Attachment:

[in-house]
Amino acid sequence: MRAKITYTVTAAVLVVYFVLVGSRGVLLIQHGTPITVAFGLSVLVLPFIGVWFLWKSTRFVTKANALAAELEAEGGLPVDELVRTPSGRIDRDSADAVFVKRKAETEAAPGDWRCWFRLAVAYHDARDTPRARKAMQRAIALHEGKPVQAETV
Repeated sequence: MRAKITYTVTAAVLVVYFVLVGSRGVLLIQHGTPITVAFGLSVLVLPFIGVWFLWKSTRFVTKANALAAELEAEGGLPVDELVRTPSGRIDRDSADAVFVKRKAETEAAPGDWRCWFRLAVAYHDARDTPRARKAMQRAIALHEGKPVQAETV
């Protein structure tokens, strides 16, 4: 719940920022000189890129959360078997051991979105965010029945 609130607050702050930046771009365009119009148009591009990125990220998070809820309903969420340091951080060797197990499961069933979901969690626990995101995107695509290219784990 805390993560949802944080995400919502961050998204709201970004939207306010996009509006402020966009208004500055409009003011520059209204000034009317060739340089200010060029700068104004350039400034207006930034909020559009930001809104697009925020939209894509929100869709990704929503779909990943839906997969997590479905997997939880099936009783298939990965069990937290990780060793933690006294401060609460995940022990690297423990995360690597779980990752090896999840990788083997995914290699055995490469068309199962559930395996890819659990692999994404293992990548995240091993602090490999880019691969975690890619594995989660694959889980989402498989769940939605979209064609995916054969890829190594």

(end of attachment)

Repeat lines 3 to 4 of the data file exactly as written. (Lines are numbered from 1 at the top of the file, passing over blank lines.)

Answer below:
Repeated sequence: MRAKITYTVTAAVLVVYFVLVGSRGVLLIQHGTPITVAFGLSVLVLPFIGVWFLWKSTRFVTKANALAAELEAEGGLPVDELVRTPSGRIDRDSADAVFVKRKAETEAAPGDWRCWFRLAVAYHDARDTPRARKAMQRAIALHEGKPVQAETV
């Protein structure tokens, strides 16, 4: 719940920022000189890129959360078997051991979105965010029945 609130607050702050930046771009365009119009148009591009990125990220998070809820309903969420340091951080060797197990499961069933979901969690626990995101995107695509290219784990 805390993560949802944080995400919502961050998204709201970004939207306010996009509006402020966009208004500055409009003011520059209204000034009317060739340089200010060029700068104004350039400034207006930034909020559009930001809104697009925020939209894509929100869709990704929503779909990943839906997969997590479905997997939880099936009783298939990965069990937290990780060793933690006294401060609460995940022990690297423990995360690597779980990752090896999840990788083997995914290699055995490469068309199962559930395996890819659990692999994404293992990548995240091993602090490999880019691969975690890619594995989660694959889980989402498989769940939605979209064609995916054969890829190594």